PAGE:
The intervention of Judiciary in the Role of Executive: Addressing the Legitimate Needs of Society
Author: Gagneet Singh*
The basic principle underlying behind the concept of Horizontal Separation of Powers is that the powers should not be absolutely vested in a single organ of government. The three organs of government such as Legislature, Judiciary, and Executive should function independently beyond exceeding their limits and powers and should accordingly function in accordance with the provisions of the Indian Constitution. The executive is not able to properly execute the work allocated to it and the Judiciary is interfering with the works of the executive when Public Interest Litigation is filed before it. Independence of Judiciary has become a highlighted issue with regard to the interference of Executive in the matter of appointment of Judges but at the same point of time, Judiciary has a good stand under article 50 of the Indian Constitution which calls for “Separation of Judiciary from Executive”. A question arises that when Article 50 of Indian Constitution talks about the separation of Judiciary from the executive and also the Judiciary is defending itself from the interference of the executive in the appointment of judges by terming independence of Judiciary as a basic structure, then how judiciary is entitled to interfere in the domain of executive. The Judiciary is interfering in the domain of executive as Article 142, Article 32 and Article 226 of Indian Constitution empowers the judiciary to pass any order in the public interest to do complete Justice, Therefore; the Judiciary has addressed the needs of society through the concept of Public Interest Litigation whenever the executive has failed to perform its functions. For the economic and social development of a country, strict adherence to the rule of separation of powers should not be exercised. Interference of one organ of government into the other may be important at times to address the needs of the society.
The concept of public interest litigation has been taken from American jurisprudence and was considered for the first time in India through Mumbai Kamgar Case and Justice P. N. Bhagwati further gave an edge to the concept of Public Interest Litigation in Indian Judicial system. Public interest litigation was intentionally brought up as the executive at many times failed to address the underprivileged groups of society. The Indian PIL experience also shows us that it is critical to ensure that PIL does not become a facade to fulfill private interests, settle political scores or gain easy publicity. Judiciary in a democracy should also not use PIL as a device to run the country on a day-to-day basis or enter the legitimate domain of the executive and legislature.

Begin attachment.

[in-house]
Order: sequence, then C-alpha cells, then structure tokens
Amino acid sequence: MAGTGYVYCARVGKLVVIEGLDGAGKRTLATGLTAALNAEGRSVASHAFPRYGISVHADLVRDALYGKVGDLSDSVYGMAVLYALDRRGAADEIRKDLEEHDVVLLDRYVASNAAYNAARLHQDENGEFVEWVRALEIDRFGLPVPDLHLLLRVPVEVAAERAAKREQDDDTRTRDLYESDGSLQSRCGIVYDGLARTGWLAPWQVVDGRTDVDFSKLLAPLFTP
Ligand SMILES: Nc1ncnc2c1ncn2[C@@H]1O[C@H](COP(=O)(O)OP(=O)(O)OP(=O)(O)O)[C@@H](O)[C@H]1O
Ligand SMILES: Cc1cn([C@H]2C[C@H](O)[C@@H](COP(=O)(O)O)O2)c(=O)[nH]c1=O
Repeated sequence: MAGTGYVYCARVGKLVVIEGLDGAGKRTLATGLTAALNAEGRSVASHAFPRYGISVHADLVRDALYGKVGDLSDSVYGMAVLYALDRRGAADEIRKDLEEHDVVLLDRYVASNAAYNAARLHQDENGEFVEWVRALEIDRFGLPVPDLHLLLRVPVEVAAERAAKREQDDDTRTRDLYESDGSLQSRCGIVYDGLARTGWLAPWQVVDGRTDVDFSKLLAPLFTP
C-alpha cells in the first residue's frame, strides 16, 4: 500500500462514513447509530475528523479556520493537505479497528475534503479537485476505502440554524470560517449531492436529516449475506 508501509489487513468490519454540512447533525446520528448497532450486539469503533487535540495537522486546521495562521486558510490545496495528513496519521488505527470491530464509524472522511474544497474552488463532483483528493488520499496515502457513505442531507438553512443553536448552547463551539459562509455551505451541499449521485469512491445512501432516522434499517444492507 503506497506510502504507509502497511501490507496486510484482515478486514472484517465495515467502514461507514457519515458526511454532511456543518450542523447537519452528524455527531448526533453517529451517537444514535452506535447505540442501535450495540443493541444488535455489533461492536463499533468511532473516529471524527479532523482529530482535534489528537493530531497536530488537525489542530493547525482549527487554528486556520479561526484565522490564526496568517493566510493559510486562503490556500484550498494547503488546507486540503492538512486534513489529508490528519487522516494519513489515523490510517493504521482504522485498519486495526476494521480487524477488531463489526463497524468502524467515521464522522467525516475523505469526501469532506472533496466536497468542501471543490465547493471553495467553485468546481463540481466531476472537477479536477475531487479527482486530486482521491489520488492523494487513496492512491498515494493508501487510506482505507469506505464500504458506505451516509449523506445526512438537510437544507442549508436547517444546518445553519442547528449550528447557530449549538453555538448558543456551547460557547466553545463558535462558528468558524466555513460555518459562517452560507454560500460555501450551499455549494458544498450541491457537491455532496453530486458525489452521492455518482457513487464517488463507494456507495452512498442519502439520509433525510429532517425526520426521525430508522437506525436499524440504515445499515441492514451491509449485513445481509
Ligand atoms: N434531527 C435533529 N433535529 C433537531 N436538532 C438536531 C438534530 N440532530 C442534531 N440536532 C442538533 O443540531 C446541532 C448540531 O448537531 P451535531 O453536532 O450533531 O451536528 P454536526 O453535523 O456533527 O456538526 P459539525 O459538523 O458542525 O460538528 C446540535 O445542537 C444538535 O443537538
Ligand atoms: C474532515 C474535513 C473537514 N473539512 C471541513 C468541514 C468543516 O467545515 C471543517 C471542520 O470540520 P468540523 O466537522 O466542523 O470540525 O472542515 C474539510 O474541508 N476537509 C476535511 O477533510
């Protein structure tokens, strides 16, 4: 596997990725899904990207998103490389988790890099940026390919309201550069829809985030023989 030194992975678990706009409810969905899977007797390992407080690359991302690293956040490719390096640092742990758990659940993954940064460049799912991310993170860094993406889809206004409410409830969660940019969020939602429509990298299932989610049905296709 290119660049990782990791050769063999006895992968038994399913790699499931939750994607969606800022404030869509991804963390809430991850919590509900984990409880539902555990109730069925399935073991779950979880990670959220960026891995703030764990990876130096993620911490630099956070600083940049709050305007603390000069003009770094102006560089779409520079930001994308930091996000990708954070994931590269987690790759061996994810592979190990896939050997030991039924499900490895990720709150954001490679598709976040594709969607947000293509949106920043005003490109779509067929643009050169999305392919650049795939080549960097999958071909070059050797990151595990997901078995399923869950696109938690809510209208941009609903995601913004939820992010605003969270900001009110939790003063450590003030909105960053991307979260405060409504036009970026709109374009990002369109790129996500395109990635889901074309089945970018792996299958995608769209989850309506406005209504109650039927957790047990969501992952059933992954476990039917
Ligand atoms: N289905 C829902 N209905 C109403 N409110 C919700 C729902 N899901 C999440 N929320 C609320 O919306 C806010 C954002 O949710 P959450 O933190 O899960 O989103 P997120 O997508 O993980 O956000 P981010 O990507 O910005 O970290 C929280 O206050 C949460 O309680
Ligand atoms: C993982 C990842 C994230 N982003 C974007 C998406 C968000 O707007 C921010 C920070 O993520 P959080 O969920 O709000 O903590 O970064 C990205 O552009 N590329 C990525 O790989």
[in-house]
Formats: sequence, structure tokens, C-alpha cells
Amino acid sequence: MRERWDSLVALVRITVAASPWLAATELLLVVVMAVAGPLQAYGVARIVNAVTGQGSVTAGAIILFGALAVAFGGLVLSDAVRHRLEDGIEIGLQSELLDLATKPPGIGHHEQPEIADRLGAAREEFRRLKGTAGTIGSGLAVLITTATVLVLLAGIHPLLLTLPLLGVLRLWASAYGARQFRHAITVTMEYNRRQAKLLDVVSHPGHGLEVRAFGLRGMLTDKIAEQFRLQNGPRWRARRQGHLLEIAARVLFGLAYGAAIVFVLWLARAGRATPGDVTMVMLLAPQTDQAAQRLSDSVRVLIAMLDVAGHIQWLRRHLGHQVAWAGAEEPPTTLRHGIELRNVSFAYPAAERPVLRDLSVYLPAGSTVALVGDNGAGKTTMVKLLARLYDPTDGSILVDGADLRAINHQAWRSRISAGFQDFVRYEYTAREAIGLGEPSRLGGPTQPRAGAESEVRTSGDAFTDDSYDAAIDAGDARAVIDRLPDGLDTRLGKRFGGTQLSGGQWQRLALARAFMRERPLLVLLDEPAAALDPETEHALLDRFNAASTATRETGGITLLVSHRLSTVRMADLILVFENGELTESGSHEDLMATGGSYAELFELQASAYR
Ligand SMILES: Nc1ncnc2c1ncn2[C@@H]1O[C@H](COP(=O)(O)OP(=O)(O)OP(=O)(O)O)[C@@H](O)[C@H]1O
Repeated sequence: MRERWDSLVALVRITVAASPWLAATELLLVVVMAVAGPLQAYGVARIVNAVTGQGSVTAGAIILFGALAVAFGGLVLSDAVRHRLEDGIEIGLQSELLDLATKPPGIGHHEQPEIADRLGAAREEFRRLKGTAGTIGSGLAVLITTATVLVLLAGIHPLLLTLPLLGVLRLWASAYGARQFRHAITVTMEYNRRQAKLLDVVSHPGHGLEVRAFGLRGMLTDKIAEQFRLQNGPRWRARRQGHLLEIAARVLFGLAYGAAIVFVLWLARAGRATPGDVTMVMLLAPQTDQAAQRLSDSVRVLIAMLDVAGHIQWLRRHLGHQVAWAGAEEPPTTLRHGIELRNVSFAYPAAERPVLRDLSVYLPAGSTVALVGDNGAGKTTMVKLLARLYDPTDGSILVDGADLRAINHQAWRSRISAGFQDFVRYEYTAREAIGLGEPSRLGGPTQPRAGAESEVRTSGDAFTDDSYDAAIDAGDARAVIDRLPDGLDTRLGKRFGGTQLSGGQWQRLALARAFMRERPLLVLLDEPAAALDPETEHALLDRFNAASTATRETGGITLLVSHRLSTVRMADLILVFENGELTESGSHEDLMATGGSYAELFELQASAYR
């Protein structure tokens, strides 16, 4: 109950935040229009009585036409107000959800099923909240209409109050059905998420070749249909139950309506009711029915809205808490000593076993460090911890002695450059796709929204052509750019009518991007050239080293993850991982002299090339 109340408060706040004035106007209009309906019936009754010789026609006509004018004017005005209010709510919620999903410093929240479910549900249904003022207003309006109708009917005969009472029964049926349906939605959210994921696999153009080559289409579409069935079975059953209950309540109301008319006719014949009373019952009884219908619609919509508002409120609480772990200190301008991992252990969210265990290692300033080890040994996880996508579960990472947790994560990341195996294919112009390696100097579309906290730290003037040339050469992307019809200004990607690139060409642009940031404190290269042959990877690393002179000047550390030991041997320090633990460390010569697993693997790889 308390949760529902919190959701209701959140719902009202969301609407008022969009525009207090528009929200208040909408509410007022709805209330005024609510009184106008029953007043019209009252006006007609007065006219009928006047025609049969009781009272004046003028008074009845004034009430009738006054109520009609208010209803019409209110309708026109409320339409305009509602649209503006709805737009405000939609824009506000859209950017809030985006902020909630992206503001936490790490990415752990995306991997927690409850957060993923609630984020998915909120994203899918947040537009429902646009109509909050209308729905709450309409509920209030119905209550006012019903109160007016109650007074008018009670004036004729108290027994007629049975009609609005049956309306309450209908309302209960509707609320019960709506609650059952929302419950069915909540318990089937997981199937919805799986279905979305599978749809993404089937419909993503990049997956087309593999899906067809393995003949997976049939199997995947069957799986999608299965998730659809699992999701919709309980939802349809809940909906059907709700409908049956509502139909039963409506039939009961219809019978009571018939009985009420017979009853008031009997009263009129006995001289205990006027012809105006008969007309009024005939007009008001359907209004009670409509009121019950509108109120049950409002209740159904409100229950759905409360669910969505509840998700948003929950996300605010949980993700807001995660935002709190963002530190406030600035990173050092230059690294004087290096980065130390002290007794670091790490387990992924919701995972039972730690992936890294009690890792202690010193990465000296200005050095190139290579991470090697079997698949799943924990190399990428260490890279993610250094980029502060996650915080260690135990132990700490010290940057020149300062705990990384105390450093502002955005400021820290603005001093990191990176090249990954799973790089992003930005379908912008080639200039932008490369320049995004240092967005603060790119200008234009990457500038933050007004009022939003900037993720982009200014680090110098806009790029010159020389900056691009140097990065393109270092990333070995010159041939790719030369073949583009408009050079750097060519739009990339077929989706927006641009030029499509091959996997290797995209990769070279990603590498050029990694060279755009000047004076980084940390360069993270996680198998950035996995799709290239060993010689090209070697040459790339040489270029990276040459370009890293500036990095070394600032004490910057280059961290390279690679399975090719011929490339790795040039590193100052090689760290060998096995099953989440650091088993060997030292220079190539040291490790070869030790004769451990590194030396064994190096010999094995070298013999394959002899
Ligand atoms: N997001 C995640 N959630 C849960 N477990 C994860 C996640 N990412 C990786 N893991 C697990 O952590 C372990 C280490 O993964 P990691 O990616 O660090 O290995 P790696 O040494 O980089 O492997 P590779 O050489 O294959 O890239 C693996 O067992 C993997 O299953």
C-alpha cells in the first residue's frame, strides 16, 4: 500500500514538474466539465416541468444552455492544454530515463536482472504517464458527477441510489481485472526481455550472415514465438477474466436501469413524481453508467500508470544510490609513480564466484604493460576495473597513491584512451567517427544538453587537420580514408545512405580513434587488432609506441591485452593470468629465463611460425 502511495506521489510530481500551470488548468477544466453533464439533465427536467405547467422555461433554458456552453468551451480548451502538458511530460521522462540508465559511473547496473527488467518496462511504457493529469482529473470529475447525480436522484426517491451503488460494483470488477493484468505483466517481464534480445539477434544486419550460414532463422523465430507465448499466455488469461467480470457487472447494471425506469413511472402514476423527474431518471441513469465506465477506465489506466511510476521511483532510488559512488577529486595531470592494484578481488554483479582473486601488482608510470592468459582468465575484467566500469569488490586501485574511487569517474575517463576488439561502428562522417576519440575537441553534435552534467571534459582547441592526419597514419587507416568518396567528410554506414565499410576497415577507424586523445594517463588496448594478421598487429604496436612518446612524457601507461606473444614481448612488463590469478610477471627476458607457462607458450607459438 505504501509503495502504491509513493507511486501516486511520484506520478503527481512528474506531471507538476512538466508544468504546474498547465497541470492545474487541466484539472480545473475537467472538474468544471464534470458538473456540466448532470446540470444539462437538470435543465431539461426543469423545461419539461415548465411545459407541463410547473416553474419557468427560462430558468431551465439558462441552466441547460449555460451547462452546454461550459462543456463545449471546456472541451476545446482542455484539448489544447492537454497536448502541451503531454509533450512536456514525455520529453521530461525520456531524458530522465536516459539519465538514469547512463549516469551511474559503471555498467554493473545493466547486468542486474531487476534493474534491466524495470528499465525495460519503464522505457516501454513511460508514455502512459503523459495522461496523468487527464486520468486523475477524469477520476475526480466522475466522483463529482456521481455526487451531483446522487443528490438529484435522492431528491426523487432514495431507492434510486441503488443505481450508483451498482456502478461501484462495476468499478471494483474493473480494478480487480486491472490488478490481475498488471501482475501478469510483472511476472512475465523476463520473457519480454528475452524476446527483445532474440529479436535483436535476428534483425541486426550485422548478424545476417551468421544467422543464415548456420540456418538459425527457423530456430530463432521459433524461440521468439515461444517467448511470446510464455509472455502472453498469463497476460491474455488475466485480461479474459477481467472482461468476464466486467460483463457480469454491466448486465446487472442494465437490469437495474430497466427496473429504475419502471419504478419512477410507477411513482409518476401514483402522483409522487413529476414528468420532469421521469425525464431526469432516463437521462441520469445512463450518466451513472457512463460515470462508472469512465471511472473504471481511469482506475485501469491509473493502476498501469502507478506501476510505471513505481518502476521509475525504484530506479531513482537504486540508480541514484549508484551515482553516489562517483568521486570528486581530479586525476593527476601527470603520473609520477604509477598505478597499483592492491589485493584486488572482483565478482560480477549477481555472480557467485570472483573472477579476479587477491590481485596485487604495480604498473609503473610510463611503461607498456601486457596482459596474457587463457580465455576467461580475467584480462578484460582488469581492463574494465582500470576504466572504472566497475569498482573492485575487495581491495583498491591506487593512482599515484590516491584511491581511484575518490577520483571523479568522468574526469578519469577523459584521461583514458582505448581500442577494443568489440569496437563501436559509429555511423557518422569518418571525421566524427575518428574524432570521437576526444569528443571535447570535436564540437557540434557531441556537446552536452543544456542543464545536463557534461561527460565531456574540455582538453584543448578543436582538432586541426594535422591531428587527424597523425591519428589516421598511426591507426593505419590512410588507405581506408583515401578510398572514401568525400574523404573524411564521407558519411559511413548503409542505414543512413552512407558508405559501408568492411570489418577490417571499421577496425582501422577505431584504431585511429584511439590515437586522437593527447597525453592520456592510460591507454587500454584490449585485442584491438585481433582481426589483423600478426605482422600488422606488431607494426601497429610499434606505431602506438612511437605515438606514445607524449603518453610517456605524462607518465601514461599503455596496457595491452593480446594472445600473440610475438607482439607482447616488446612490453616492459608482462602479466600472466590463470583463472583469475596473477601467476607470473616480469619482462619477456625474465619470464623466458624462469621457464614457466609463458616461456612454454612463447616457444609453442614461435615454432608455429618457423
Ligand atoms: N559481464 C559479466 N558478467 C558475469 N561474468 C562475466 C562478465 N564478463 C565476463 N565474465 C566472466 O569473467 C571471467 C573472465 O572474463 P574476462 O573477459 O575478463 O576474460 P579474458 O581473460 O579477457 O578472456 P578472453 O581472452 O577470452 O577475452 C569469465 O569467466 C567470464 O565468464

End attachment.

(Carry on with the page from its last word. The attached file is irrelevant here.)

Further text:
“PIL is a weapon which must be used with great care and circumspection; the courts need to keep in view that under the guise of redressing a public grievance PIL does not encroach upon the sphere reserved by the Constitution to the executive and the legislature”
1. Regulating Khap Panchayats in the State of Haryana
More than 300 cases have been registered with regard to honour killings in the last three years. 28 cases were registered in the year 2014, 251 cases were registered in the year 2015 and 77 cases were registered in the year 2016. The police administration, district magistrate and superintendent of Police especially in the state of Punjab and Haryana have failed to prosecute the persons accused of committing the crime of honour killing for which a petition was filed before the Hon’ble Supreme Court in Shakti Vahini v. Union of India, wherein the Court issued certain guidelines to curb the menace of Honour Killings. Subsequently, in the month of March 2019, another Public Interest Litigation was filed before the Telangana High court by a social activist named Sexagenarian U. Sambashiva Rao requesting the high court to ensure that the guidelines issued by the Supreme Court in Shakti Vahini case are followed properly. He also submitted before High Court to declare the alleged failure of the police to contain honour killings as illegal and arbitrary, the petitioner said the police failed to conduct a fair and effective investigation in such cases. Such incidents prove how the executive fails to work even after the intervention of the Judiciary.
2. Prohibition of Smoking in Public Places